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June Albert Freeman , June 19th, 2015 13:37

With both Abdulla Rashim and Varg having recently risen to critical acclaim, it's no secret that Northern Electronics have been on fire since they started. Now, one more name can be added to the short list of very promising artists to arise from this group: Acronym, another young Swede whose modest discography stretches back to 2012. His sound provides some contrast to the other music on the label, which has smartly skirted the outer boundaries of techno, revelling in kosmische and noise influences while casting sideways glances towards the deepest dancefloors.

Inspired by classic IDM and ambient, and much more firmly rooted in techno, Acronym distinguishes himself by being the most functional of the group, as seen on his records for NE, Semantica, or his own Dimensional Exploration imprint. Moving between intense repetition, moving melodic passages, and also moments of bleak, stripped-down intensity or hard, bleepy minimalism, the complexity and emotionalism are his distinguishing marks. This is music vastly different from the hard, heads-down, industrial mainstream of modern techno, a fact that makes itself clearly evident on June, Acronym's first widely-released full-length.

There will be inevitable comparisons to the lauded work of his label mates, and in truth, as the album plays out it takes some time for the differences to sink in. The first half recalls Abdulla Rashim's Equanimity, itself a mostly non-techno record that was the artist's first large break towards experimentalism. The ambient side of Acronym's personality does share some of the same qualities, but his sensibilities are more extroverted and expressive, more akin to something from the R&S Apollo series than the blown out abstraction of Rashim. Like most modern electronic music, the emphasis on texture and effects remains, but much more than most contemporary producers Acronym is willing to put his heart in the open and indulge striking, moody melodic ideas, quite a rarity in the one chord (and often one note) world of modern techno. The multiple sections of development and heavy emphasis on tonal quality, particularly noticeable on extended pieces like 'No Exit' or 'Centering', forward his musicality, showing him to be an unusual talent for his era and defining the overarching quality of the album, even at its toughest moments.

It takes half of the record for a techno beat to hit, something that may be gleaned from the titles of the four tracks – 'Isolated From Land', 'In The Swamp', 'Humid Zone' – which reference atmospheric ideas, although their verbal drift is actually quite a bit darker than the music itself. 'In The Swamp' is actually more celestial, its slow acid line a powerful undertow current, but the shimmering synthesisers that rise and percolate throughout in the background and the swaths of melodic pads that enter later suggest an altogether bright environs. Most striking is 'No Exit', an extended, sequencer-driven cosmic jam whose ghostly wails and wildlife calls summon an altogether more open and distance-searching feeling than the title points towards. 'Humid Zone' finishes the ambient section in similar territory, the slow sequence patterns spinning off shards of melody while heavily processed pads hover in the background, shimmering like a mirage and alluding to vast, unseen expanses.

When he finally rolls out the kick drums in the second half, it's no less impressive. In contrast to the harder Acronym fare, 'Centering' rises directly out of the sublime ambient tracks that precede it, keeping the melodic and textural elements mostly intact and adding a propulsive thump, The ambient layers and heavily delayed percussion elements swirl around the kicks and bass, and his ear for melody remains intact, making for a stunning combination of the two sides of the album and some of the best ambient-minded techno to emerge for some time. 'Realization' gets a bit closer to club floors but is still highly atmospheric, the hovering layers of synths and cosmic twinkling sounds this time subsumed to the heavy bass drive. Even when he strips the tracks back, as on 'Back To Understanding', the ambient feel remains, with the percussion elements heavily specialised across the sound spectrum and constant microscopic tweaking of the reverb settings bringing a spaced-out feeling to even the most basic tracks on the album. 'Letting Go Of It All', the closer, is evocative of its title, with the epic, thick washes of keyboards and more distinct string-based melody that enters later in the track bringing the album full circle back to the gorgeous ambient note it begins on.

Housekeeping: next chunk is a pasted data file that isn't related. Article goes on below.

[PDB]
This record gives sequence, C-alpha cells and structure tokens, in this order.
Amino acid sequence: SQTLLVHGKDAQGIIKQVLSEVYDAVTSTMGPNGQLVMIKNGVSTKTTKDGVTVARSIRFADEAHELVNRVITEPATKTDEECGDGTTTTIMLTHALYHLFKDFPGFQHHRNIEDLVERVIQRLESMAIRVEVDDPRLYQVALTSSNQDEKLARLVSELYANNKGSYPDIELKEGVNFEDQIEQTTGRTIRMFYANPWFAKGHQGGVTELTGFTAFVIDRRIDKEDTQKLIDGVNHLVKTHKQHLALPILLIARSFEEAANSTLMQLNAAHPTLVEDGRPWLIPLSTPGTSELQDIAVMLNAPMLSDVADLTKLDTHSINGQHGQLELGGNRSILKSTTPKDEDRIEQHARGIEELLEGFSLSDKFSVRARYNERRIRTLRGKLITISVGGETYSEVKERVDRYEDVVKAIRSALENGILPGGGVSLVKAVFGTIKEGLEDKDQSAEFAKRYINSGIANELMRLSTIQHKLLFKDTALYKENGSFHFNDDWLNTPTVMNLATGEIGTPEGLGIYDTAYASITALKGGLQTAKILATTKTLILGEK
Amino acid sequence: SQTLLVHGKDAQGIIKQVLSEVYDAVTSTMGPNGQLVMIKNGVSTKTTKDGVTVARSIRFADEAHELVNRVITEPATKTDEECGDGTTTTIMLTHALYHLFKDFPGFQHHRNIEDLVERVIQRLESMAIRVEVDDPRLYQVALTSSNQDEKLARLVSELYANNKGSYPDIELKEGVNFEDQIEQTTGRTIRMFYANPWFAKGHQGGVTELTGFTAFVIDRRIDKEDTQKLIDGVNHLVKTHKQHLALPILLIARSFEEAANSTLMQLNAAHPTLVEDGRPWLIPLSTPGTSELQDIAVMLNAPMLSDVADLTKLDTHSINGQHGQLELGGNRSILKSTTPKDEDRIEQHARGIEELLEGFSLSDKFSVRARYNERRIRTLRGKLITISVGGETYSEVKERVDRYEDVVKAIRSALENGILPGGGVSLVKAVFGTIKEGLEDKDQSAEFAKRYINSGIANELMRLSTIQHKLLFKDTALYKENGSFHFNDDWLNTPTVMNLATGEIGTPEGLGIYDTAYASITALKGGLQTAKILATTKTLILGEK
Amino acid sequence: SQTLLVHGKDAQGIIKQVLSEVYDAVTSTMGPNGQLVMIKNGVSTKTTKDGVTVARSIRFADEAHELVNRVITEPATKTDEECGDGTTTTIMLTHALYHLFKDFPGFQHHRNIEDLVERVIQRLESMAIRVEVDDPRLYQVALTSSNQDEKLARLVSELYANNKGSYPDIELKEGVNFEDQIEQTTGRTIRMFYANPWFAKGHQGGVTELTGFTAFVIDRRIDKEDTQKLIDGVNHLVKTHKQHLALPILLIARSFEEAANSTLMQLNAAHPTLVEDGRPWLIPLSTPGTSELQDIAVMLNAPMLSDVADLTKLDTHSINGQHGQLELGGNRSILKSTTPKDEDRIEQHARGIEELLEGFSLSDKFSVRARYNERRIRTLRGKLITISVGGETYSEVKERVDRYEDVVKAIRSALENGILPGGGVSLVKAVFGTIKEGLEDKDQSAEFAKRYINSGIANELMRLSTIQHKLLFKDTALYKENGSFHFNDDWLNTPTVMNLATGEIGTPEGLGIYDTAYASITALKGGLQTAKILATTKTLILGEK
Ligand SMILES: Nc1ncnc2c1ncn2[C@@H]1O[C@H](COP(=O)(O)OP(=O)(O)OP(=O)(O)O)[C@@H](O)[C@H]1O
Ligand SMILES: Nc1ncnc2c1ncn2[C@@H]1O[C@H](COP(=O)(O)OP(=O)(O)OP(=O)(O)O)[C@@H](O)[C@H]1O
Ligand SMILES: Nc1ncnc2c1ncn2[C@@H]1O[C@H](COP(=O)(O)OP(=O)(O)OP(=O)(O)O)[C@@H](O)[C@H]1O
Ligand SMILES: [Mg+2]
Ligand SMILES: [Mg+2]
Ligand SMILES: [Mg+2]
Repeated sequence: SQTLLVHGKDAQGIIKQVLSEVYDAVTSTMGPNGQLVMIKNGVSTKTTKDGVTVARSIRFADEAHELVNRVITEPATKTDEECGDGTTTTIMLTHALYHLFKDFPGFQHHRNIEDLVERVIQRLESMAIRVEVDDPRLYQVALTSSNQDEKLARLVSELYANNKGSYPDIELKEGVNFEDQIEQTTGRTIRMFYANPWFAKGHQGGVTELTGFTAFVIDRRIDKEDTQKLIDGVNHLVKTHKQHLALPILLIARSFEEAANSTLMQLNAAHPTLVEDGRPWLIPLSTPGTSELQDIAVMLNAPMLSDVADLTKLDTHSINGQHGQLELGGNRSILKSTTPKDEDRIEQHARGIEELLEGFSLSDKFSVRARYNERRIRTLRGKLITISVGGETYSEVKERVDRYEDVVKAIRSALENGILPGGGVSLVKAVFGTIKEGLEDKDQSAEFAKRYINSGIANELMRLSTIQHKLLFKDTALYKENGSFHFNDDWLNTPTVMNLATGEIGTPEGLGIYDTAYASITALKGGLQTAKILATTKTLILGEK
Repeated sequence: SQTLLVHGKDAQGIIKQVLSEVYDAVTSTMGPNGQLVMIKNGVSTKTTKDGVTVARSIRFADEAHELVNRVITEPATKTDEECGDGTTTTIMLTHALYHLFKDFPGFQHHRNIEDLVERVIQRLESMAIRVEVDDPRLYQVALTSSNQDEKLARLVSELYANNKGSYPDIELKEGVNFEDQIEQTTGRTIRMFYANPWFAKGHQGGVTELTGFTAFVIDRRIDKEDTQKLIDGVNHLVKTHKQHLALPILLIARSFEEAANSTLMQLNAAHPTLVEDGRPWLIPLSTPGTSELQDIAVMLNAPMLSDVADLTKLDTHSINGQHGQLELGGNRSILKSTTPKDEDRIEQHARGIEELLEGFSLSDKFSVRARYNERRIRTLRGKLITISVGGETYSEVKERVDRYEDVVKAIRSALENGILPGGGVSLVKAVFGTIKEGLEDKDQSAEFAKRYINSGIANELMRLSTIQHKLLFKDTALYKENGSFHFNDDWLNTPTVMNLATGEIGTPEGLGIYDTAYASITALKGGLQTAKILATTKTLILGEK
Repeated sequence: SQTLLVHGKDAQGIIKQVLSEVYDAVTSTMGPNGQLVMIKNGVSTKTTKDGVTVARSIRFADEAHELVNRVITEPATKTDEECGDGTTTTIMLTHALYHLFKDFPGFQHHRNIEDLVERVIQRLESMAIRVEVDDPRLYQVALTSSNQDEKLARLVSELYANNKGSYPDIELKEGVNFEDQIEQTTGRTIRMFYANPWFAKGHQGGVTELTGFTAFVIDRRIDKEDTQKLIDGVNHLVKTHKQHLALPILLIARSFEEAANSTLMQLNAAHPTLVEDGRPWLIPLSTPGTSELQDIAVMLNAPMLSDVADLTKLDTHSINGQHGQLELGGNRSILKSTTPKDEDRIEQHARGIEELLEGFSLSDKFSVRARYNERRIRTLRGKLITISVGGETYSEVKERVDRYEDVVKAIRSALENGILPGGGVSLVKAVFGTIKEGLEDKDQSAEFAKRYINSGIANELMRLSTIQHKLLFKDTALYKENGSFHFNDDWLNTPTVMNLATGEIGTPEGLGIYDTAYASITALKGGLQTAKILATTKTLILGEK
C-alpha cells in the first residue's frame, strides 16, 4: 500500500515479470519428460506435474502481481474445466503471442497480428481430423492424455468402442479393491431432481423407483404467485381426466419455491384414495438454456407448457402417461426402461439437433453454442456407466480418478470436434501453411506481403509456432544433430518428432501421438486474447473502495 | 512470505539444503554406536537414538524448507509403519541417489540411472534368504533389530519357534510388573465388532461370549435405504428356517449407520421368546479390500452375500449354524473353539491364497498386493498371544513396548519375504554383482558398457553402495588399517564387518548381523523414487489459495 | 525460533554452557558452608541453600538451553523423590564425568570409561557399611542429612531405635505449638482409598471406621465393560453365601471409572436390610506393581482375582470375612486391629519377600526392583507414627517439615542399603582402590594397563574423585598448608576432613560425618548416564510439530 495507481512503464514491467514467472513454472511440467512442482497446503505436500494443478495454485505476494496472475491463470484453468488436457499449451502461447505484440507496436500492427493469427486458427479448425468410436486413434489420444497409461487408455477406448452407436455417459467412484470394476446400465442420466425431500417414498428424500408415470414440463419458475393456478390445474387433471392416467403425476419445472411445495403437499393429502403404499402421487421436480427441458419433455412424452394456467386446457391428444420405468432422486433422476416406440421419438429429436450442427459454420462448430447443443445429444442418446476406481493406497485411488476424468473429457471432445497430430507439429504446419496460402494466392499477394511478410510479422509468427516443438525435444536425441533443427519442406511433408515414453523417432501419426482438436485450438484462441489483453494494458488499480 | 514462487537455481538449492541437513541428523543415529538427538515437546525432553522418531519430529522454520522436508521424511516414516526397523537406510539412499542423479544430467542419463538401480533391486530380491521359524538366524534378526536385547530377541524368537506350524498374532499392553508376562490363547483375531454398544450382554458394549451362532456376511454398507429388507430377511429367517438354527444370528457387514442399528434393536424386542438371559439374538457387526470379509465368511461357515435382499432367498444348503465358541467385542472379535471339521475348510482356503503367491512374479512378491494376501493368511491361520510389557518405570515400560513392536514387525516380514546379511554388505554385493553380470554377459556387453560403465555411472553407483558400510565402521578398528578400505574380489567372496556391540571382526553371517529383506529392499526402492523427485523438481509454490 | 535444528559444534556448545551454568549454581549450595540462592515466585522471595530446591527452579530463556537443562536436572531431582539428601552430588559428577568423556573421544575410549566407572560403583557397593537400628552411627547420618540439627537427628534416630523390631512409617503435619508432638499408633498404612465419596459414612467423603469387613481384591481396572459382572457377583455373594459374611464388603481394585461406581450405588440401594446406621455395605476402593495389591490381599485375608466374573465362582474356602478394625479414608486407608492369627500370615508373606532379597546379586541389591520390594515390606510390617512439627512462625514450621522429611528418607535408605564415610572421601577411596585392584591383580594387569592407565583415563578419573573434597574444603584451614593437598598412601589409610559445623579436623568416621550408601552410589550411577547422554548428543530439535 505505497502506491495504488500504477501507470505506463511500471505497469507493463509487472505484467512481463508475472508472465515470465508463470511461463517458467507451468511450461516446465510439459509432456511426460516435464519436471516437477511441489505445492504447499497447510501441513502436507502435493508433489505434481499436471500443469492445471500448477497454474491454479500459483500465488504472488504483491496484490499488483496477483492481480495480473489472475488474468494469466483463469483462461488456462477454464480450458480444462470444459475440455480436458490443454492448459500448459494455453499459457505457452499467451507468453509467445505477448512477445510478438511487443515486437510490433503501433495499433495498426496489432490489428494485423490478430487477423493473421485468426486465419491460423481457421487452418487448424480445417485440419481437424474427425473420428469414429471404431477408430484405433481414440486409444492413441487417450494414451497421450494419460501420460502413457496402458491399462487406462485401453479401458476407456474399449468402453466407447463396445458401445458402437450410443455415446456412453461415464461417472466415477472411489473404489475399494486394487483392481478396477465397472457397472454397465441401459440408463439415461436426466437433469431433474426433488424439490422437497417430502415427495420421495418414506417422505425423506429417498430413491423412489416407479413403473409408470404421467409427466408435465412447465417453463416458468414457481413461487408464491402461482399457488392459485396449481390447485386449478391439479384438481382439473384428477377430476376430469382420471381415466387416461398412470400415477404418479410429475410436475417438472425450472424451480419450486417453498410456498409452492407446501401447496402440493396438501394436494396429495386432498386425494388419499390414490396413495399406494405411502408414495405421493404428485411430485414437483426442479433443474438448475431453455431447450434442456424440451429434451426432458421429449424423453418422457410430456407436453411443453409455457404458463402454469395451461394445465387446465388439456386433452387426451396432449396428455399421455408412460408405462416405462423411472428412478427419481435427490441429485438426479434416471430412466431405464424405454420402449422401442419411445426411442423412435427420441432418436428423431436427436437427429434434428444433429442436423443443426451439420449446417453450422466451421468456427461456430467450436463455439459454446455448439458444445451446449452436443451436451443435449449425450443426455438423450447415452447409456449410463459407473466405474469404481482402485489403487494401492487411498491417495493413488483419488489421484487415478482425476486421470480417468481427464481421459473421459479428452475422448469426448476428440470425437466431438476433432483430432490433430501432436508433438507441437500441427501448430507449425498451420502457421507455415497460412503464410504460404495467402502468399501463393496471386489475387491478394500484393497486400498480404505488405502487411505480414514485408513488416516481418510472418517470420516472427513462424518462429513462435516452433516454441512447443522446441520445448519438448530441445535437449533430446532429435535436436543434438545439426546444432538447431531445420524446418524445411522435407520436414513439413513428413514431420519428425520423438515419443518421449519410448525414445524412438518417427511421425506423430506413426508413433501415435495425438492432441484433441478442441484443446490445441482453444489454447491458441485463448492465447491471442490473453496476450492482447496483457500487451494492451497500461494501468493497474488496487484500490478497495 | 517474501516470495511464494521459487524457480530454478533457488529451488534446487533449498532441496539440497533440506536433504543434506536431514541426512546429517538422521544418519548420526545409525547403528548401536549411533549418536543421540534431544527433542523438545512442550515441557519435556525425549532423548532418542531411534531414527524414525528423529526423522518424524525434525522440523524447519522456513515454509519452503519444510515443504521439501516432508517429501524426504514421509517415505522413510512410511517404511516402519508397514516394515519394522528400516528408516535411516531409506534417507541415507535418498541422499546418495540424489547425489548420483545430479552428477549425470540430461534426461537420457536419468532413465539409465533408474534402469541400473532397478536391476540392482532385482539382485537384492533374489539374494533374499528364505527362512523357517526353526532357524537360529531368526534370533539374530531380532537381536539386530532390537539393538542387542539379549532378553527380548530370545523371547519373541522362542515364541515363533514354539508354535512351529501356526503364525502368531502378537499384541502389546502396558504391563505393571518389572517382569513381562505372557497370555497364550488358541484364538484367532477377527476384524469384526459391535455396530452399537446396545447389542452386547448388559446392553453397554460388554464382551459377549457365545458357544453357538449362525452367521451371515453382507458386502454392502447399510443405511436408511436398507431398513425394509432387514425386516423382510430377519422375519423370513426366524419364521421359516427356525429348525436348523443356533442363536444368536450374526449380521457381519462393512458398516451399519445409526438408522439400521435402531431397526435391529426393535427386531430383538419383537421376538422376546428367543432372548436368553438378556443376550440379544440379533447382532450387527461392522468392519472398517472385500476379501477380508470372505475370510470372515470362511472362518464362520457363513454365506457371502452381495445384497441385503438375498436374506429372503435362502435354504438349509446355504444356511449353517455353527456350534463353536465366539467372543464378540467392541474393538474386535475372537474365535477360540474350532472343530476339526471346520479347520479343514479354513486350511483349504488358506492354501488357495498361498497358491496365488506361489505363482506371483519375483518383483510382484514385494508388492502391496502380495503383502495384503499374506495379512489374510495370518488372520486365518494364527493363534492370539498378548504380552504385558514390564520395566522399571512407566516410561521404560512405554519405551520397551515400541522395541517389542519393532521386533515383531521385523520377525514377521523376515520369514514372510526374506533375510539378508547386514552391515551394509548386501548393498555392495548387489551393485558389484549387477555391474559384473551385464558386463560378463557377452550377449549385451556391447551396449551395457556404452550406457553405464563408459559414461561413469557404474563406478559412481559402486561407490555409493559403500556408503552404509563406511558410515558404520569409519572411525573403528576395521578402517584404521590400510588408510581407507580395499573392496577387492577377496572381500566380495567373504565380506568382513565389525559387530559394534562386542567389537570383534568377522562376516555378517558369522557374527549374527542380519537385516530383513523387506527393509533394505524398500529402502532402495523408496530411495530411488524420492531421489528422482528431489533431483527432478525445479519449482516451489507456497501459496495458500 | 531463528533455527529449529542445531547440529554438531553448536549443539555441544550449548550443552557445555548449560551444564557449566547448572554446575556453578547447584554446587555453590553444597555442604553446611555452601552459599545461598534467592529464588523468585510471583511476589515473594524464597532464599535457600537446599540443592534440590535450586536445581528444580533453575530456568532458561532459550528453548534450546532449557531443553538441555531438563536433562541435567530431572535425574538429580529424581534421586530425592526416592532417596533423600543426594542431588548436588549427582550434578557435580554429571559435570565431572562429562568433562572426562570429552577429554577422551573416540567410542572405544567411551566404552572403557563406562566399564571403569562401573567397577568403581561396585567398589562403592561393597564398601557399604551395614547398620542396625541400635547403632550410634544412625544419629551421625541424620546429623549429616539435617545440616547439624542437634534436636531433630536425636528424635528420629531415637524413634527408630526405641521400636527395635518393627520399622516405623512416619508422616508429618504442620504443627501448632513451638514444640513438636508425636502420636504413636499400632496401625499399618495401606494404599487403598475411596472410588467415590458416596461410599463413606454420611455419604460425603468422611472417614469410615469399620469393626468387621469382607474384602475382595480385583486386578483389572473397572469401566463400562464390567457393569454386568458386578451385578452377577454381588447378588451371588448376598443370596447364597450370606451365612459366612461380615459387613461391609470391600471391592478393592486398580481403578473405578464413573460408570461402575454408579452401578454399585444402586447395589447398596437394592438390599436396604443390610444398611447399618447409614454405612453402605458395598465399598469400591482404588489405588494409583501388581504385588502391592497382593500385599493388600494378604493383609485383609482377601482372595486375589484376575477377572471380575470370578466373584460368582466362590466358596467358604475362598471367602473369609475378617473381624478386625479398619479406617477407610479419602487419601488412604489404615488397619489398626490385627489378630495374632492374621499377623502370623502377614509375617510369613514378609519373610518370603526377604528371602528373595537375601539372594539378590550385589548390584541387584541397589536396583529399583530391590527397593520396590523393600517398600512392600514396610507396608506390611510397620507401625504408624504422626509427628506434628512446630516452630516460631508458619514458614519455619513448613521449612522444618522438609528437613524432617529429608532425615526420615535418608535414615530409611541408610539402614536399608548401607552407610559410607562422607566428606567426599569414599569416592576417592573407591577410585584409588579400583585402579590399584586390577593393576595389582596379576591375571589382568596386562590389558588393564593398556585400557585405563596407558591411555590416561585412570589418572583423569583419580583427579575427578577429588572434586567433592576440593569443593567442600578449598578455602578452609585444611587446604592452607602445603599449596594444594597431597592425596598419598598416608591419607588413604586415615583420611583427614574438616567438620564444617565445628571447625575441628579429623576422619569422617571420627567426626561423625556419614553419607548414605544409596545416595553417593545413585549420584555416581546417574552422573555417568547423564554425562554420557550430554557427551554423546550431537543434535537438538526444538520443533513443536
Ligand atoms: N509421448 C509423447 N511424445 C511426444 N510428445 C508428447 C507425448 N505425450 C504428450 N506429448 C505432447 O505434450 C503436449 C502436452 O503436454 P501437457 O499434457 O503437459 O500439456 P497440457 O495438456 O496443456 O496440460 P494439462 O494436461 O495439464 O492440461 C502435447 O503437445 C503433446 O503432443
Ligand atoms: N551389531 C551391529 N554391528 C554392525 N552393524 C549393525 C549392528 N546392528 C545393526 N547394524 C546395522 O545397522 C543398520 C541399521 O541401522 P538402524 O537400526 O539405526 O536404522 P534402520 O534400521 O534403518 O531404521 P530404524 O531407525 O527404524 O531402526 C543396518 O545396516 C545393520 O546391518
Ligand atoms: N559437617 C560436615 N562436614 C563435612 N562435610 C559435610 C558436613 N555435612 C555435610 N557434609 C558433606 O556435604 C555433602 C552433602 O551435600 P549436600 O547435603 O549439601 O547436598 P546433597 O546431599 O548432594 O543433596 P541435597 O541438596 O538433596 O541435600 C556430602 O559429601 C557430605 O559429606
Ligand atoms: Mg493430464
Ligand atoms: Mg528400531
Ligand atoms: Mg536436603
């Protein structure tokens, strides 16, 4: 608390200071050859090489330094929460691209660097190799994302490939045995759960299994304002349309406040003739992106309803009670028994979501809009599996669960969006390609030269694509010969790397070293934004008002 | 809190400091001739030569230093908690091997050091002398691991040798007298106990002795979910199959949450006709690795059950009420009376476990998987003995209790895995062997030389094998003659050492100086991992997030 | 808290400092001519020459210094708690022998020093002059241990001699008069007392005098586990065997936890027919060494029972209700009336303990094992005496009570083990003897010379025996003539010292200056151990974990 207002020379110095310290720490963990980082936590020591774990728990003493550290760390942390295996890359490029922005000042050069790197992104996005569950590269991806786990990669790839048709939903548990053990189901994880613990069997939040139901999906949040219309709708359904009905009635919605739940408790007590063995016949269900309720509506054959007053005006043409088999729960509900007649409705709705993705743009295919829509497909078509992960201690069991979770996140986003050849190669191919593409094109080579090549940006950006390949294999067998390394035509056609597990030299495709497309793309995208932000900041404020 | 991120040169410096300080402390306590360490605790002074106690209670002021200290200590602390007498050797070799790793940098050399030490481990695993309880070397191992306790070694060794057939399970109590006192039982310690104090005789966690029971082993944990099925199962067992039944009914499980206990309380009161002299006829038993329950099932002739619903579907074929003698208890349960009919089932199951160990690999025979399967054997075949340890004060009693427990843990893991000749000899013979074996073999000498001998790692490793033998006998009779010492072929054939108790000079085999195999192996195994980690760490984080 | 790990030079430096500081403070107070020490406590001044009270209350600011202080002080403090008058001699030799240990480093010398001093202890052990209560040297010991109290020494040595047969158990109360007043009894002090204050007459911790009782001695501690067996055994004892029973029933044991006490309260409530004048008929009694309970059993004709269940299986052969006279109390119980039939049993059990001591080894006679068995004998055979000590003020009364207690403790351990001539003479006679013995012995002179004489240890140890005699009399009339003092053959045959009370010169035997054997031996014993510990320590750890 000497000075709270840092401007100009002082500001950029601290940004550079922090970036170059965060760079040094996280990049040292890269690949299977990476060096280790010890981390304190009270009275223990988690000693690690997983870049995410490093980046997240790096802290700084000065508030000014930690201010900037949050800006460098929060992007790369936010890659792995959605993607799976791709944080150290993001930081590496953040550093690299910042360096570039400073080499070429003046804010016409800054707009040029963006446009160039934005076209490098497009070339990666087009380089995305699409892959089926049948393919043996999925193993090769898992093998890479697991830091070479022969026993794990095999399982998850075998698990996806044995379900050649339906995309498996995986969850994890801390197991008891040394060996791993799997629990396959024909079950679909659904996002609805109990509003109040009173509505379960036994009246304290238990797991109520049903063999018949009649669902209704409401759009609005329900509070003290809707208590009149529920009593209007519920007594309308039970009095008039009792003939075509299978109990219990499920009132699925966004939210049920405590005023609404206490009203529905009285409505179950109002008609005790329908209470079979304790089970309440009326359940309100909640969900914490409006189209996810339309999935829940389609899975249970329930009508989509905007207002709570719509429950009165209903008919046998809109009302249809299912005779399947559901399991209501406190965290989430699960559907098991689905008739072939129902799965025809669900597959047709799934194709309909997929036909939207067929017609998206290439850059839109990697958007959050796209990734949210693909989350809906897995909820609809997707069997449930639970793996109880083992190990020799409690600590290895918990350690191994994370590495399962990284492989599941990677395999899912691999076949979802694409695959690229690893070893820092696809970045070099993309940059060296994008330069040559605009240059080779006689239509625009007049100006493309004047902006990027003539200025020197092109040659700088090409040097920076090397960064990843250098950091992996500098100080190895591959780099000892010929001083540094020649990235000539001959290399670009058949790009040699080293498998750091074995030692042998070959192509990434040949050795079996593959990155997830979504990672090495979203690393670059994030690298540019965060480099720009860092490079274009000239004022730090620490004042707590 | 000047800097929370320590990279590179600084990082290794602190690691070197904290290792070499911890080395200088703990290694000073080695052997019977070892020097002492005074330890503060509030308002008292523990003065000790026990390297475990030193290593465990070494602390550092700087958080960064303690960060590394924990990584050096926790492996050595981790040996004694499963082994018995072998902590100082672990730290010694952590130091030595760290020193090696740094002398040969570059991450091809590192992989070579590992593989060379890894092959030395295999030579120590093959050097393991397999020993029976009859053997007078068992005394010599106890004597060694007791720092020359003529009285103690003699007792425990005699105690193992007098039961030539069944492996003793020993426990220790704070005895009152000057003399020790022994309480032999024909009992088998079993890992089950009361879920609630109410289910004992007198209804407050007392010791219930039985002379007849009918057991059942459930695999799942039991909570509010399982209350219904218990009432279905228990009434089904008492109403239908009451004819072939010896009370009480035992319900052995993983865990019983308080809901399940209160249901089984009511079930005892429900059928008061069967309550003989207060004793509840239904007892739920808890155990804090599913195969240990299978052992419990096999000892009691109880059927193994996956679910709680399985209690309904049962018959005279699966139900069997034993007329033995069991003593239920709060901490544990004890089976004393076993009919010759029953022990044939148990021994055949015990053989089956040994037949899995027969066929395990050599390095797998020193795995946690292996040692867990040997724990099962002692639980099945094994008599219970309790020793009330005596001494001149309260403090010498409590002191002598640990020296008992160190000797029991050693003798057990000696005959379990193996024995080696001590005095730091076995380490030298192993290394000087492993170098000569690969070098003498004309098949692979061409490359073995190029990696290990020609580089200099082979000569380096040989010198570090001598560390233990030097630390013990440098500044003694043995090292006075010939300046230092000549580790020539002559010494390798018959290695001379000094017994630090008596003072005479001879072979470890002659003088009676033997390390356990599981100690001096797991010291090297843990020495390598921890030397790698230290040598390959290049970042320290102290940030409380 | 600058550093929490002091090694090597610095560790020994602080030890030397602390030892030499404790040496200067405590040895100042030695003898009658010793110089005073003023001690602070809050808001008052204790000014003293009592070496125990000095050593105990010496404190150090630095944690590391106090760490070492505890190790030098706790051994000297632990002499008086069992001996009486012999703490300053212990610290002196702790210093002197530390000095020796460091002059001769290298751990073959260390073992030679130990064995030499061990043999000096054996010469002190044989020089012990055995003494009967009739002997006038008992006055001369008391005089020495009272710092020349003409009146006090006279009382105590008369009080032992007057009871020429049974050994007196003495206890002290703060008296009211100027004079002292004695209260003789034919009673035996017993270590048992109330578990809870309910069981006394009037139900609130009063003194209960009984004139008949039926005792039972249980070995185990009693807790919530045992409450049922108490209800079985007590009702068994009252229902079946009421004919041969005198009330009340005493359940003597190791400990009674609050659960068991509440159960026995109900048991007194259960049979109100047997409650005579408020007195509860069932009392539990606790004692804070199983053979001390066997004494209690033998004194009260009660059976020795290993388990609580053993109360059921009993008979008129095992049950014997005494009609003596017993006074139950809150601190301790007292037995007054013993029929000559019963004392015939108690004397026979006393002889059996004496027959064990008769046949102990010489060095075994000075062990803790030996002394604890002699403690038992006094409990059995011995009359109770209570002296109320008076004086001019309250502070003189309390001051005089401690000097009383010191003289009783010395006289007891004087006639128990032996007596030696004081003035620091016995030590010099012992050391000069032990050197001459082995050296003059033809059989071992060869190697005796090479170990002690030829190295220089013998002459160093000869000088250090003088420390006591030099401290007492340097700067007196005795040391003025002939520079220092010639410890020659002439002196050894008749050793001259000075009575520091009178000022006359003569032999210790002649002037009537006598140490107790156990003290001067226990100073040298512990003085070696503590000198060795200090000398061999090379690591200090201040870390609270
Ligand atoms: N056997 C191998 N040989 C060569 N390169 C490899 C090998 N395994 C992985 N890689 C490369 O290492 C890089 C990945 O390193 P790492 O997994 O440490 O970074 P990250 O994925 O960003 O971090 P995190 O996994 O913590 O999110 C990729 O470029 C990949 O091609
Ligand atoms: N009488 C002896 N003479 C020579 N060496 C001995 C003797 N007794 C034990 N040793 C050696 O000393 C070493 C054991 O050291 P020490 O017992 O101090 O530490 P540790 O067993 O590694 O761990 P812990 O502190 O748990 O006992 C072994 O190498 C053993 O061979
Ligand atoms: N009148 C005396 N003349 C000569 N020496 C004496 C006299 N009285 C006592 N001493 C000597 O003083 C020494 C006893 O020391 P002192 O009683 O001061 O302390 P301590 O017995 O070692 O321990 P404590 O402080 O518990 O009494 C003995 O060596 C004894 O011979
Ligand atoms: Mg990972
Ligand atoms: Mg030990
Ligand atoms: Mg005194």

While June may be at heart a more classicist effort than the other music released by his label partners (perhaps with the exception of early Abdulla Rashim productions), like the rest of their body of work, it stands out for its quality of execution. Acronym's mixture of sensual ambient and highly literate techno and the references he makes to the 90s, when this combination first arose and when most of its masterworks were made, are without doubt the work of a producer who has done his homework as far as listening goes. There's more to it though: the music here also sounds completely natural and honest, its deeply emotional moments not borrowed but thoroughly felt and explored, and this kind of musicality and honesty in contemporary electronic music is rare but striking when it is found and a common thread across the Northern Electronics catalogue. There's no mistaking the album for a lost techno artifact either, a fact made clear in its second half but evident throughout. Modern techno has plenty of producers succeeding at shoegazing ambience or heavily textured, brutal industrialism, and it's refreshing to hear something as different as this, even as Acronym's connection to his contemporaries and his reverence for his forbears remain equally clear.